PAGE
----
Marikana inquiry a ‘sham’ without miners

FILE PICTURE: Advocate Dali Mpofu. Picture: Tracy Lee Stark

FILE PICTURE: Advocate Dali Mpofu. Picture: Tracy Lee Stark

The Marikana mineworkers were unfairly discriminated against because they were poor and couldn’t afford to pay for a legal representative at the commission of inquiry into the massacre, the North Gauteng High Court was told yesterday.

Advocate Dali Mpofu argued that the commission would become a “one-sided sham” if it was allowed to continue without the injured and arrested miners being able to state their case properly. “What’s the point of spending R120 million on something that’s not worth the paper it’s written on, because it will be a one-sided sham?” he asked.

The miners want the court to set aside a decision by the Justice Minister and Legal Aid South Africa to refuse them legal funding for the commission proceedings, claiming the decision was unconstitutional.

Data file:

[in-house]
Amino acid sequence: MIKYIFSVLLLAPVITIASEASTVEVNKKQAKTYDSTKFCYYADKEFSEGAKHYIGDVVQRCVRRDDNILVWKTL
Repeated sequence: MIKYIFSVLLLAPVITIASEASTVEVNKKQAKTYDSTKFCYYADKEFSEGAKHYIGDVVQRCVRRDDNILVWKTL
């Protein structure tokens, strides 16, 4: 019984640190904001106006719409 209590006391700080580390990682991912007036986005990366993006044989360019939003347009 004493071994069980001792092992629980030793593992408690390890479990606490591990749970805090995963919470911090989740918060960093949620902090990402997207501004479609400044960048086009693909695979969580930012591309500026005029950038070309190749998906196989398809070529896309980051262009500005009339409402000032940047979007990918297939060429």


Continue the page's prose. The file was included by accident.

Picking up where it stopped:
The High Court in July refused an urgent application to force the president and Justice Minister to grant the miners legal aid at state expense for the commission proceedings pending the outcome of their review application.

The Constitutional Court subsequently dismissed an application for leave to appeal against the court’s ruling.

A total of 44 people, including policemen, were killed, at least 78 injured and over 200 minewor-kers arrested during a strike at the Lonmin mine near Rustenburg last year during which police opened fire on mineworkers on August 16.

Mpofu argued that the miners could be charged with murder if the commission found they had acted unlawfully. Charges against the miners had been provisionally withdrawn to await the outcome of the commission.

The commission would not only make recommendations but also findings of fact, which could be damaging for some, he said.

“What’s happening is unfair. Because of our poverty, we’re not in the same position as them (the mine and police). We have one unpaid advocate who has to do all the work. They have seven.”

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